Thursday, 20 December 2018

Italian Gardens

Italian fountains and water gardens in Kensington
A little piece of Italy in the heart of London.
With so much to see in Kensington Park, I had to separate the various parts into individual posts.

It was a particularly warm morning as we made our way through Kensington Gardens, stopping at various points of interest, on our gentle stroll through the Unfinished City.

We had begun the morning at the Diana Memorial Playground, before heading to Kensington Palace and the Round Pond. From there we headed to the Long Water and the Peter Pan statue, before progressing up to the Italian Gardens. 

The Italian Gardens are a wonderfully peaceful place to take a break, considering how close they are to the Bayswater Road. With gently sloping, tree-covered greens, on either side, offering shade, a Pump House with seating and fountains that keep the heat down, you can quite easily forget that you are in the heart of London.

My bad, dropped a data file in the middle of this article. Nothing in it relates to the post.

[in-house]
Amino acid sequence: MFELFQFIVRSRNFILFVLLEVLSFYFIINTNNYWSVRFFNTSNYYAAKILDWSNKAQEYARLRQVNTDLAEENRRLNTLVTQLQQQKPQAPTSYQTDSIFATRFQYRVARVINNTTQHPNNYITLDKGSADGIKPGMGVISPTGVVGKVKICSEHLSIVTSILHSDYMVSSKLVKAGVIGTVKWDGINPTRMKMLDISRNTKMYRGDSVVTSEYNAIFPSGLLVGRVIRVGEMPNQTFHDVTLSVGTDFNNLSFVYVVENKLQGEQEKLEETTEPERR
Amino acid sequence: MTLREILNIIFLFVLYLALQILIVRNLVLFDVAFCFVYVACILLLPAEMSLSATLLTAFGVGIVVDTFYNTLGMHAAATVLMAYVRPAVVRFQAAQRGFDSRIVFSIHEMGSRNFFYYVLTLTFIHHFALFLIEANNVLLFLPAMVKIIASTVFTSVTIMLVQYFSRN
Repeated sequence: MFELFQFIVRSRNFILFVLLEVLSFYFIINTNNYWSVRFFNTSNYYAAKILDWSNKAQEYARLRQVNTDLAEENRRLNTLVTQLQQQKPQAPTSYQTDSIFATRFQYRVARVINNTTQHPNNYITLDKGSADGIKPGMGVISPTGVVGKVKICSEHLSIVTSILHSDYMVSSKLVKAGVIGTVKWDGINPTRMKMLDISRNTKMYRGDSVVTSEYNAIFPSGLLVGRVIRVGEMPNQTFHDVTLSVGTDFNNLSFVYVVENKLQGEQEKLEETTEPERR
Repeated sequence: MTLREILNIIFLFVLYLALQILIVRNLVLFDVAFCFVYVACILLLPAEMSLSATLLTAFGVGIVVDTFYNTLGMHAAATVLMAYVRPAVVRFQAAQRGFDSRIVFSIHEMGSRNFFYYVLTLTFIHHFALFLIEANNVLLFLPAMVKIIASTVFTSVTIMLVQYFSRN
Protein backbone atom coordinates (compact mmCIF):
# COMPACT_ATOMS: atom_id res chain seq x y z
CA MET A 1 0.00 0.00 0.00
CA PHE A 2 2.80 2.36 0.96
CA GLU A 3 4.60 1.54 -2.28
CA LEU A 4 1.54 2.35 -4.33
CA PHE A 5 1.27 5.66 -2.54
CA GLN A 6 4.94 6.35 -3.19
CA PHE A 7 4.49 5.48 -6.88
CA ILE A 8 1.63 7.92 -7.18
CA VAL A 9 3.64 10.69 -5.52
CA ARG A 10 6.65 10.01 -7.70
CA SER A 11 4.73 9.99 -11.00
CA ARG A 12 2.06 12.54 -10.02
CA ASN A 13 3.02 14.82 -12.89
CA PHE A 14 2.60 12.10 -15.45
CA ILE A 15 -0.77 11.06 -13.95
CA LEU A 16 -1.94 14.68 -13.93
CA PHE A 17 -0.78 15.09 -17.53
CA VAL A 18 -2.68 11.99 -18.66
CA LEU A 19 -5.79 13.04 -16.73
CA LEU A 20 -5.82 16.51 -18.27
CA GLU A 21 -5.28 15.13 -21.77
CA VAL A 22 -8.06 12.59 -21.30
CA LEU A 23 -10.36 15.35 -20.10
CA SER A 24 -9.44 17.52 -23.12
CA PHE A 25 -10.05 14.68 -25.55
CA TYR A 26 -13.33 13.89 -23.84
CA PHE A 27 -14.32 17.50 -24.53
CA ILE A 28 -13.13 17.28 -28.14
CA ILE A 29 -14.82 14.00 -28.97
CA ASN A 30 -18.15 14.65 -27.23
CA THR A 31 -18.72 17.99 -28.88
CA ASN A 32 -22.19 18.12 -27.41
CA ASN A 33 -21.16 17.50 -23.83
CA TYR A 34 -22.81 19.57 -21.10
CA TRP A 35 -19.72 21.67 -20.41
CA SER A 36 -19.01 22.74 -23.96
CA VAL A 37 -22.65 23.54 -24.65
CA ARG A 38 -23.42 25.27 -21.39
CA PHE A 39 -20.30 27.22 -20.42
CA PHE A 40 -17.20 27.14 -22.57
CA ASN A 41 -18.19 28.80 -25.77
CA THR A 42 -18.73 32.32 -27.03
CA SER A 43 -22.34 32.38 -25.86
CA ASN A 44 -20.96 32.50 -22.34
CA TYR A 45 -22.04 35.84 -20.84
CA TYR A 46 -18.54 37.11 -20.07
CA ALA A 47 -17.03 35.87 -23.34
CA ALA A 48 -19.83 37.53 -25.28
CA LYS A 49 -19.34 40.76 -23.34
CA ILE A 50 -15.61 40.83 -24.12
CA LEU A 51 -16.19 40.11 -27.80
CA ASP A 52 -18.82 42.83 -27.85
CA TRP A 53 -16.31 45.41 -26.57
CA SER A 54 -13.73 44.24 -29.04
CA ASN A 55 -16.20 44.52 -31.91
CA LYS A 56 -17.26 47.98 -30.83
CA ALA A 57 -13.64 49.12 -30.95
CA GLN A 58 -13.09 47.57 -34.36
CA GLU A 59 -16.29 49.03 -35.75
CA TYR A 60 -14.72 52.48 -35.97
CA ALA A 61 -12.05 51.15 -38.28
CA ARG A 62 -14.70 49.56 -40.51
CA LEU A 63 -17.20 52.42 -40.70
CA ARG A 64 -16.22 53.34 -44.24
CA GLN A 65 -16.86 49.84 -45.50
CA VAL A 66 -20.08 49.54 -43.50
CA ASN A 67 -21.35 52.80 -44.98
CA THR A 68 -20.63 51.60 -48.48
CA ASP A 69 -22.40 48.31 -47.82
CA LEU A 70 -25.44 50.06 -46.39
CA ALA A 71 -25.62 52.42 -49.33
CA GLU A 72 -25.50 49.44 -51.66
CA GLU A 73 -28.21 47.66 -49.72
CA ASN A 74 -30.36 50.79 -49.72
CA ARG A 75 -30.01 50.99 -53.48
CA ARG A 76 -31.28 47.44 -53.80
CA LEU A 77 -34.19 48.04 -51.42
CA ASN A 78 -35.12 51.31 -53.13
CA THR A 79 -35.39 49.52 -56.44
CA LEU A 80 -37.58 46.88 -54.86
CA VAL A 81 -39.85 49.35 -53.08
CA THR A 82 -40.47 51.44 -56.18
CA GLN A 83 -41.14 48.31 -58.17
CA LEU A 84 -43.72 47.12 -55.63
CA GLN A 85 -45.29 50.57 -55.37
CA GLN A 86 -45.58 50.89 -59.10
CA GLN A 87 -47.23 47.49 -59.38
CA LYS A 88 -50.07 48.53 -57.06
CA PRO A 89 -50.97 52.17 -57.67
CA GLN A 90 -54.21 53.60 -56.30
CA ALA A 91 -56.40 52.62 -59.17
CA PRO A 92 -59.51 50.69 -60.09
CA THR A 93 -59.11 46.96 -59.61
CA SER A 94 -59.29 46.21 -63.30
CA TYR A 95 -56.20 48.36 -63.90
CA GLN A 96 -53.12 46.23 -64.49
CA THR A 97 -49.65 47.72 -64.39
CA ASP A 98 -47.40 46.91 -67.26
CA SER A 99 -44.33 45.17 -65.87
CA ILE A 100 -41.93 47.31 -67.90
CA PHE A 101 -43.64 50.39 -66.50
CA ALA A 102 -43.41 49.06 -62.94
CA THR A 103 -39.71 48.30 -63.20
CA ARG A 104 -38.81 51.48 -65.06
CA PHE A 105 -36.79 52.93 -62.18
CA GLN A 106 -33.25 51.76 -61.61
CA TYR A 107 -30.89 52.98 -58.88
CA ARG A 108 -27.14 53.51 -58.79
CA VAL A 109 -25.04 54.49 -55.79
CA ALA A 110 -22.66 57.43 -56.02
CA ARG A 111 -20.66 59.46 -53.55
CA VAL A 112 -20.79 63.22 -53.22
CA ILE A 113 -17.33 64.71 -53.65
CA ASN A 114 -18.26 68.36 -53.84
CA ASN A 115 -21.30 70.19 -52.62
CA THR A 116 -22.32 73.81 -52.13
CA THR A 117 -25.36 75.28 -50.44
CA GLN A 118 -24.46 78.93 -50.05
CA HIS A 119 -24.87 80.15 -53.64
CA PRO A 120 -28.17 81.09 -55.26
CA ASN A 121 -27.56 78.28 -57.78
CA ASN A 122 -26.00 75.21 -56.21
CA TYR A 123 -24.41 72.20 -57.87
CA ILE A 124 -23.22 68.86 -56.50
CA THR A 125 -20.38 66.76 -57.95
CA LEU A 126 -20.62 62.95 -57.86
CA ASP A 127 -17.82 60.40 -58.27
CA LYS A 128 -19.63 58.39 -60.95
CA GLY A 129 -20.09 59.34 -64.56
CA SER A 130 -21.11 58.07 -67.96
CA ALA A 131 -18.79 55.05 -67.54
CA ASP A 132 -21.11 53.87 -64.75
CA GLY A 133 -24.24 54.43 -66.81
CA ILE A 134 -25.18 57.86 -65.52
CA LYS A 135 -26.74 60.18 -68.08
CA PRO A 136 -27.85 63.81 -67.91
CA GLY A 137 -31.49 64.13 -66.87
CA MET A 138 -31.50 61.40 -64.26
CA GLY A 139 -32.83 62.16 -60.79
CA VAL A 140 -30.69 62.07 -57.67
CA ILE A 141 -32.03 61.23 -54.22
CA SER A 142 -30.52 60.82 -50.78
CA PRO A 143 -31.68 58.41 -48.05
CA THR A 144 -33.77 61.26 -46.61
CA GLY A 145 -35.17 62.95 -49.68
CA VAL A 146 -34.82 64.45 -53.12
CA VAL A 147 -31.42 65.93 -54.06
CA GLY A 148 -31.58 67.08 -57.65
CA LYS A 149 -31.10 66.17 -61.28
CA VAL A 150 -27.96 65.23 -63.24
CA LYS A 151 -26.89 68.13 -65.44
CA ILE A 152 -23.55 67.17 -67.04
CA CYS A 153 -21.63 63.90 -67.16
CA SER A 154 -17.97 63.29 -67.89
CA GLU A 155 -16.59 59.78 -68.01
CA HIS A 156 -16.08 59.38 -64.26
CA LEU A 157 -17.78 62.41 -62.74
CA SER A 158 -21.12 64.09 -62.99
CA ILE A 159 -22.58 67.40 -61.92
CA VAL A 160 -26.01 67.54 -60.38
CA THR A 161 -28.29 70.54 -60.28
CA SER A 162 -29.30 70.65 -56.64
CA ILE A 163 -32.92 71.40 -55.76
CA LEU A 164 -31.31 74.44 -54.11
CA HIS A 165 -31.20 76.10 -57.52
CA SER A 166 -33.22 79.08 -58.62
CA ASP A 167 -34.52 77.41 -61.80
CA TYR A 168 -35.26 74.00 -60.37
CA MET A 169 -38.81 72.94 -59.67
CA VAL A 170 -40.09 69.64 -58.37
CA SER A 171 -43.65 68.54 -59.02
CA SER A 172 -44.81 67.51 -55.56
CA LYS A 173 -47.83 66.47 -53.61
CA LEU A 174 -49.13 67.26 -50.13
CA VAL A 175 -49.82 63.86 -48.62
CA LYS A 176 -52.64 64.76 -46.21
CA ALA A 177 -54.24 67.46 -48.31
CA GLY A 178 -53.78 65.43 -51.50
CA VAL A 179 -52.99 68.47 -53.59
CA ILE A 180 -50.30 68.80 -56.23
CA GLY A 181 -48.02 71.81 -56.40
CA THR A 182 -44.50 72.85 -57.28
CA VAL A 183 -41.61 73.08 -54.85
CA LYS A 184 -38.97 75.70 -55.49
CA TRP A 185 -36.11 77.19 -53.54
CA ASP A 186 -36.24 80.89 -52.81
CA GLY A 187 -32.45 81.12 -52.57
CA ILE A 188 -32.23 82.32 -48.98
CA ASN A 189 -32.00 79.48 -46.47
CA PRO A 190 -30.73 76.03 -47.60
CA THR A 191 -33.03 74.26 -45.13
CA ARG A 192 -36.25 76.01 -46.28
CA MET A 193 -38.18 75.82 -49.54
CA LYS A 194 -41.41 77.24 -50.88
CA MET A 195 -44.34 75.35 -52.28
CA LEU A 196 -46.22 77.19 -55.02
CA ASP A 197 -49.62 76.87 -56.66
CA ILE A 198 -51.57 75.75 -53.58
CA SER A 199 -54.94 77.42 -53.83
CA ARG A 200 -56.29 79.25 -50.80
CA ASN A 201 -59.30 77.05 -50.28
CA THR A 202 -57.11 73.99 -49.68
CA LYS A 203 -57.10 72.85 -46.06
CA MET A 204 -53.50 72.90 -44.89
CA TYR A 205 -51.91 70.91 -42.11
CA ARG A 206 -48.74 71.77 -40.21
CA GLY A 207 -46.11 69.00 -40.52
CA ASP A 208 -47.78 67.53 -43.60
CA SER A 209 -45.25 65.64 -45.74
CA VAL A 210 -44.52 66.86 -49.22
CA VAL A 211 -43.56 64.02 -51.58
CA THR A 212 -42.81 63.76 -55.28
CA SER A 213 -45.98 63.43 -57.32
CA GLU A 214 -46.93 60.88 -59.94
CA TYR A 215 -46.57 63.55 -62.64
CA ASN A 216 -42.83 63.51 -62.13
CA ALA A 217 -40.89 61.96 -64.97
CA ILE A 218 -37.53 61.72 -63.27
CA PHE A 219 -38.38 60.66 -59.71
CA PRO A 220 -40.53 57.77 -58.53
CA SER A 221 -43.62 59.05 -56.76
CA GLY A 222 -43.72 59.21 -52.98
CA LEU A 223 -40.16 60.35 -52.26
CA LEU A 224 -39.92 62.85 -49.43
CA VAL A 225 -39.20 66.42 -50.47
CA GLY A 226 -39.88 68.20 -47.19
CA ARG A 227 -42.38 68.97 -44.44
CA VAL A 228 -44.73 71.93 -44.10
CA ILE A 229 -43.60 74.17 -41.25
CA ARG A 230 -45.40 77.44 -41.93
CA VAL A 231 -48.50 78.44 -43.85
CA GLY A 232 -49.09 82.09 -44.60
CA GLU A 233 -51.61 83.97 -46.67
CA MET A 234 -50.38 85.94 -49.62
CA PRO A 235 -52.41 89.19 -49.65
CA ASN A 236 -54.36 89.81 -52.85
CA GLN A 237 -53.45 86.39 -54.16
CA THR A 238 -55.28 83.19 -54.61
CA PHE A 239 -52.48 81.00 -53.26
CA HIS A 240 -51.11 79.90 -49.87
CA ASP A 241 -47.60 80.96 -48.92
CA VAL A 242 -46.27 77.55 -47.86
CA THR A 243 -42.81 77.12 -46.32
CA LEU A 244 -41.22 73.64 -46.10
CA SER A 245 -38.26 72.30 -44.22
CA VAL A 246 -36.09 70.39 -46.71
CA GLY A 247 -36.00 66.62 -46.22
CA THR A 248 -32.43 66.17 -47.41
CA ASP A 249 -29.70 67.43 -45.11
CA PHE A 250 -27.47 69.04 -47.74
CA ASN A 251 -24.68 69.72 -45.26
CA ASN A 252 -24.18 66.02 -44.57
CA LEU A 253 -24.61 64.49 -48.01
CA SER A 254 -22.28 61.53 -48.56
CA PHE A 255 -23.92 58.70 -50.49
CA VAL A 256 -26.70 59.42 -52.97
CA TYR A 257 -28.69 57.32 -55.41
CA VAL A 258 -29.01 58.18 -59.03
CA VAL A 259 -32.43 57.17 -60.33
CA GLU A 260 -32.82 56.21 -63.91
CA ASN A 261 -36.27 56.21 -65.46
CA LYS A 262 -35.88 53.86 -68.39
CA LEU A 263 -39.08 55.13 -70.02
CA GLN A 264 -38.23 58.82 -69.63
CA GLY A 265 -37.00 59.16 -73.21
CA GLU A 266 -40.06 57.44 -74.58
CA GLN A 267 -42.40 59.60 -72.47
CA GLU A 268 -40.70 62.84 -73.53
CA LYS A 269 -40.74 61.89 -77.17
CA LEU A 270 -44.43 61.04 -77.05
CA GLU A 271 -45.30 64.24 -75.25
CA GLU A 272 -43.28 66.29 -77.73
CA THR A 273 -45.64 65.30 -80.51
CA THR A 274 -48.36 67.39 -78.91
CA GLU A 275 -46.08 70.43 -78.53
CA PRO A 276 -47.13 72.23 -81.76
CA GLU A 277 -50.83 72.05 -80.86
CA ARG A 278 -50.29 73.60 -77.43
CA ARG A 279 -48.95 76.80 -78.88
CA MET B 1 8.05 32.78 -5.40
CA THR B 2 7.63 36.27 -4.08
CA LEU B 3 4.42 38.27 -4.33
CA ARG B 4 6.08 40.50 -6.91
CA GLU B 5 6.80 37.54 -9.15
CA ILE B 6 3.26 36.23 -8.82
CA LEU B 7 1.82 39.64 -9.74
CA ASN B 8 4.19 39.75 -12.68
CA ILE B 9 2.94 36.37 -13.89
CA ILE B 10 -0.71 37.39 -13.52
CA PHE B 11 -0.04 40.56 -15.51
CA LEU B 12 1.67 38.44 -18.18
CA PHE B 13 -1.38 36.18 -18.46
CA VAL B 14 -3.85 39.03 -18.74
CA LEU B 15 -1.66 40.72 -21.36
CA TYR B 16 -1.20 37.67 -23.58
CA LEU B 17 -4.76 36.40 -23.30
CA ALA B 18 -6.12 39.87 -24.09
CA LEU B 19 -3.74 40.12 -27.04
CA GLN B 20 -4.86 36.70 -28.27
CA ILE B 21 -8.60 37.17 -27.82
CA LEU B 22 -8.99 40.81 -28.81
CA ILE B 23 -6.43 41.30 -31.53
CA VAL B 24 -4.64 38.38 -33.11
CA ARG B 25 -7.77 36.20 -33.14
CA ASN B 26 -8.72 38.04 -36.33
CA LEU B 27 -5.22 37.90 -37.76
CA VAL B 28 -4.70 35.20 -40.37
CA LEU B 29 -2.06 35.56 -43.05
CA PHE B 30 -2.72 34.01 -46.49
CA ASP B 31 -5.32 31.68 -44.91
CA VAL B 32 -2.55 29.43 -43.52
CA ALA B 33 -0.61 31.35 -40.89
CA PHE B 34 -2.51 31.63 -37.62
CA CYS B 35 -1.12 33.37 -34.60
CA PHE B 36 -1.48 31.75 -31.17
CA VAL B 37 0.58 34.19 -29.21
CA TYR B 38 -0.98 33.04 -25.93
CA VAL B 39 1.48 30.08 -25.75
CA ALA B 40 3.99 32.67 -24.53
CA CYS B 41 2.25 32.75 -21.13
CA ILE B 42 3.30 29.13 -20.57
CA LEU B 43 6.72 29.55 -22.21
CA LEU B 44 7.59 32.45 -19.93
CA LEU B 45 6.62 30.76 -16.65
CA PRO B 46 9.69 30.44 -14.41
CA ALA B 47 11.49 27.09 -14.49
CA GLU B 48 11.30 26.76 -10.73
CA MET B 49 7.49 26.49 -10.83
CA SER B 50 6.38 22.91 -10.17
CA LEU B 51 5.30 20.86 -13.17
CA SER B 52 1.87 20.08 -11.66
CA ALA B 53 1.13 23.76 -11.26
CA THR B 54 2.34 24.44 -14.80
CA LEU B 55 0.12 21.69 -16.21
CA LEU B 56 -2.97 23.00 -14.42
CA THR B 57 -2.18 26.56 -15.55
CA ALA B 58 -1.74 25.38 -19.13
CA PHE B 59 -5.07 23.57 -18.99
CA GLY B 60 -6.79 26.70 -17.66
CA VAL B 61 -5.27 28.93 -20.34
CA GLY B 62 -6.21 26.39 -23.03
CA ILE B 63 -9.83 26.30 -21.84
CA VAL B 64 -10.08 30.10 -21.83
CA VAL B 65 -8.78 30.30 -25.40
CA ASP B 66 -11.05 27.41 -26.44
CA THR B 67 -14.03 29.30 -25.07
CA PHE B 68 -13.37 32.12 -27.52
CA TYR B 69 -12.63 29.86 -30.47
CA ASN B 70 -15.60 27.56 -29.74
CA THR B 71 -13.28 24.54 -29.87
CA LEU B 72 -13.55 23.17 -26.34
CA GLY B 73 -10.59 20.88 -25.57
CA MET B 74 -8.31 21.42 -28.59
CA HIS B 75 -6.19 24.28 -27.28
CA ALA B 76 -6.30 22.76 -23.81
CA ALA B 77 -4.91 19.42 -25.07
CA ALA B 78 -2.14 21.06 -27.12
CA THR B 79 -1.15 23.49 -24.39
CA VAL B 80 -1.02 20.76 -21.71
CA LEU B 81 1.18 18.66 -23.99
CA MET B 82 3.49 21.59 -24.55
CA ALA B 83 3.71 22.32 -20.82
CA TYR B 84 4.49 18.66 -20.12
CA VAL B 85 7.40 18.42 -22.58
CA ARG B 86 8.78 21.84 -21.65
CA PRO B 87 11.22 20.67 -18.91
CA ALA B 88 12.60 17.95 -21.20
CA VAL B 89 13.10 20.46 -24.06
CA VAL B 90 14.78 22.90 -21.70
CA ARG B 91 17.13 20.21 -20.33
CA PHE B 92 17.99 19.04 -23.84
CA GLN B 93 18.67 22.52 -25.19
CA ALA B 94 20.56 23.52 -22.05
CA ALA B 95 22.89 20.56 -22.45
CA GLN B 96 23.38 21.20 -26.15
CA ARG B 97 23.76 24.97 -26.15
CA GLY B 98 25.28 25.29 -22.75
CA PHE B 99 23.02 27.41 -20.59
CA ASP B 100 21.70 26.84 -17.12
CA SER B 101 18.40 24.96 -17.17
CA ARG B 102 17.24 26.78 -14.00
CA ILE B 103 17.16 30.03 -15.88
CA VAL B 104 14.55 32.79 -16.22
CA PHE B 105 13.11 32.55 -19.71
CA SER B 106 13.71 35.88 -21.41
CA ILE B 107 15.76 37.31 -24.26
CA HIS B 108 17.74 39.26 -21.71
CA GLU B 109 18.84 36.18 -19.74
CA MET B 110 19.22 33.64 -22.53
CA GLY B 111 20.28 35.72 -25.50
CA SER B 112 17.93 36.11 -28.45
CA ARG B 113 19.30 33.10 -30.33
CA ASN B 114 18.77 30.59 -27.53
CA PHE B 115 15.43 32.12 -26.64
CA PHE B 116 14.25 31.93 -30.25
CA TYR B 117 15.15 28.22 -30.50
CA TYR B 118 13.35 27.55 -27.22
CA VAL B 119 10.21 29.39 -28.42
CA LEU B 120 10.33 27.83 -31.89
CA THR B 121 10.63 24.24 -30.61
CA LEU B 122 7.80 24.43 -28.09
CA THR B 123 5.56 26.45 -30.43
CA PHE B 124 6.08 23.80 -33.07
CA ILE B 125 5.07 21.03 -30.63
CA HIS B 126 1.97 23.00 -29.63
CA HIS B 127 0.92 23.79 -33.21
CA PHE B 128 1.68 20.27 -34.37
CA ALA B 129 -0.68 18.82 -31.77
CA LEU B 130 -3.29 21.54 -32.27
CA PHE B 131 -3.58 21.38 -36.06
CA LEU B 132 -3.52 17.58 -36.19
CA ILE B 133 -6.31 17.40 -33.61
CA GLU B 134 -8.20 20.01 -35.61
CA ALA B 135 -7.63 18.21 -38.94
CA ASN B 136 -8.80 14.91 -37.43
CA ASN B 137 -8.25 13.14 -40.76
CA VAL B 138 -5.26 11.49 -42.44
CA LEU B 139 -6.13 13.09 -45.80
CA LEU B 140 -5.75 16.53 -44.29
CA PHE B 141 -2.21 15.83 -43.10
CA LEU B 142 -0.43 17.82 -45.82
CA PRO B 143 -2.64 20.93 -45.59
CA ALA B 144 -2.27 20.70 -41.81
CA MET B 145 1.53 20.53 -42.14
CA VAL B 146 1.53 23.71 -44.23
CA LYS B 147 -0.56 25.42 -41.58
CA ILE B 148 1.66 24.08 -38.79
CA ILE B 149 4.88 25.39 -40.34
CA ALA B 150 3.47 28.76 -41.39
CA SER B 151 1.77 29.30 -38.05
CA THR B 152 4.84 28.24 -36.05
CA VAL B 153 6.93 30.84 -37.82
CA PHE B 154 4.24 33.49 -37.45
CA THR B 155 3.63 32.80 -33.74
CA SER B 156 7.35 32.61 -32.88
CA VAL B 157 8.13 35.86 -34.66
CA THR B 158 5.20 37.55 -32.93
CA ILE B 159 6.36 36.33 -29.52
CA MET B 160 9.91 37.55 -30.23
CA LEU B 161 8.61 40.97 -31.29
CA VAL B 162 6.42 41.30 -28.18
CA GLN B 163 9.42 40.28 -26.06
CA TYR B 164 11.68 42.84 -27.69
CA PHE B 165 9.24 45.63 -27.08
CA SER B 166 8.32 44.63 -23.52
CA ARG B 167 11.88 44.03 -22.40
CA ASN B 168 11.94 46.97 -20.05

Brief History

The Italian Gardens were created in the 1860s, by James Pennethorne. They were based on an Italian garden that Prince Albert had created at Osborne House, on the Isle of Wight, where he and Queen Victoria spent many a summer.

The four main basins feature central rosettes of Carrara marble, with a Portland stone and white marble fountain. There are also stone statues and stone urns, which have five different designs on them.

A steam engine, which operated the fountains, was once housed in the stone Pump House, of which the pillar on the roof is a carefully concealed chimney.

At the foot of the Italian Gardens is where the River Westbourne flowed in to Kensington Gardens, before it was dammed in the late 1720s.



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